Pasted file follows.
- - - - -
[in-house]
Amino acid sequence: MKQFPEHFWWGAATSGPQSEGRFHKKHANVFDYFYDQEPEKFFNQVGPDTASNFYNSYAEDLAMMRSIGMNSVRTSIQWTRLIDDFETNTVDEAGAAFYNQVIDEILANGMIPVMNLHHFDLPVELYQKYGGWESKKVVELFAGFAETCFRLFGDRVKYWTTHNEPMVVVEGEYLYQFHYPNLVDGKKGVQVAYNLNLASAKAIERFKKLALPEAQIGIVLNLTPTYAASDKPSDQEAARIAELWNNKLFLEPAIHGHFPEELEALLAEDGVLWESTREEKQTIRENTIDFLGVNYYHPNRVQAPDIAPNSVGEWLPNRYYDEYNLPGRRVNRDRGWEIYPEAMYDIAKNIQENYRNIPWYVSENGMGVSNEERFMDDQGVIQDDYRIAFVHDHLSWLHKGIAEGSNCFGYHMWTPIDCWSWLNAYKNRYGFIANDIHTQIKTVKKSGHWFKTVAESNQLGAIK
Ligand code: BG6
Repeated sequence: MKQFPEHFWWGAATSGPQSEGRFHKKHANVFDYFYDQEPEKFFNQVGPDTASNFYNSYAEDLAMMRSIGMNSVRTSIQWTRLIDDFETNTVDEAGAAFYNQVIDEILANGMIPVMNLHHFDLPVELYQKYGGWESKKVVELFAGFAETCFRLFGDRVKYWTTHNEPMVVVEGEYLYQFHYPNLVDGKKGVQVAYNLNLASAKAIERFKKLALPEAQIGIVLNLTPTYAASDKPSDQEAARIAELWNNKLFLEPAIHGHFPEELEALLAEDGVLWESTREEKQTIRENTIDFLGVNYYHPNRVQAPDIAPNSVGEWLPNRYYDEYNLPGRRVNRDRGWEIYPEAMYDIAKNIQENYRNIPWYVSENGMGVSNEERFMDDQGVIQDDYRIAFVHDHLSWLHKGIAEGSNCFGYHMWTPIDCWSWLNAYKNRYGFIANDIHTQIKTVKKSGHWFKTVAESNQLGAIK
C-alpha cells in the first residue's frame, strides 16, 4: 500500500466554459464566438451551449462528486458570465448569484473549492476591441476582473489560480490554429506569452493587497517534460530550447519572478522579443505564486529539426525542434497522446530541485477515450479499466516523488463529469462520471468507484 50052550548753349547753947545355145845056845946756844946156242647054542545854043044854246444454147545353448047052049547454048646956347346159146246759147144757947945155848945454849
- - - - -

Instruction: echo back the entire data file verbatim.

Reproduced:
[in-house]
Amino acid sequence: MKQFPEHFWWGAATSGPQSEGRFHKKHANVFDYFYDQEPEKFFNQVGPDTASNFYNSYAEDLAMMRSIGMNSVRTSIQWTRLIDDFETNTVDEAGAAFYNQVIDEILANGMIPVMNLHHFDLPVELYQKYGGWESKKVVELFAGFAETCFRLFGDRVKYWTTHNEPMVVVEGEYLYQFHYPNLVDGKKGVQVAYNLNLASAKAIERFKKLALPEAQIGIVLNLTPTYAASDKPSDQEAARIAELWNNKLFLEPAIHGHFPEELEALLAEDGVLWESTREEKQTIRENTIDFLGVNYYHPNRVQAPDIAPNSVGEWLPNRYYDEYNLPGRRVNRDRGWEIYPEAMYDIAKNIQENYRNIPWYVSENGMGVSNEERFMDDQGVIQDDYRIAFVHDHLSWLHKGIAEGSNCFGYHMWTPIDCWSWLNAYKNRYGFIANDIHTQIKTVKKSGHWFKTVAESNQLGAIK
Ligand code: BG6
Repeated sequence: MKQFPEHFWWGAATSGPQSEGRFHKKHANVFDYFYDQEPEKFFNQVGPDTASNFYNSYAEDLAMMRSIGMNSVRTSIQWTRLIDDFETNTVDEAGAAFYNQVIDEILANGMIPVMNLHHFDLPVELYQKYGGWESKKVVELFAGFAETCFRLFGDRVKYWTTHNEPMVVVEGEYLYQFHYPNLVDGKKGVQVAYNLNLASAKAIERFKKLALPEAQIGIVLNLTPTYAASDKPSDQEAARIAELWNNKLFLEPAIHGHFPEELEALLAEDGVLWESTREEKQTIRENTIDFLGVNYYHPNRVQAPDIAPNSVGEWLPNRYYDEYNLPGRRVNRDRGWEIYPEAMYDIAKNIQENYRNIPWYVSENGMGVSNEERFMDDQGVIQDDYRIAFVHDHLSWLHKGIAEGSNCFGYHMWTPIDCWSWLNAYKNRYGFIANDIHTQIKTVKKSGHWFKTVAESNQLGAIK
C-alpha cells in the first residue's frame, strides 16, 4: 500500500466554459464566438451551449462528486458570465448569484473549492476591441476582473489560480490554429506569452493587497517534460530550447519572478522579443505564486529539426525542434497522446530541485477515450479499466516523488463529469462520471468507484 50052550548753349547753947545355145845056845946756844946156242647054542545854043044854246444454147545353448047052049547454048646956347346159146246759147144757947945155848945454849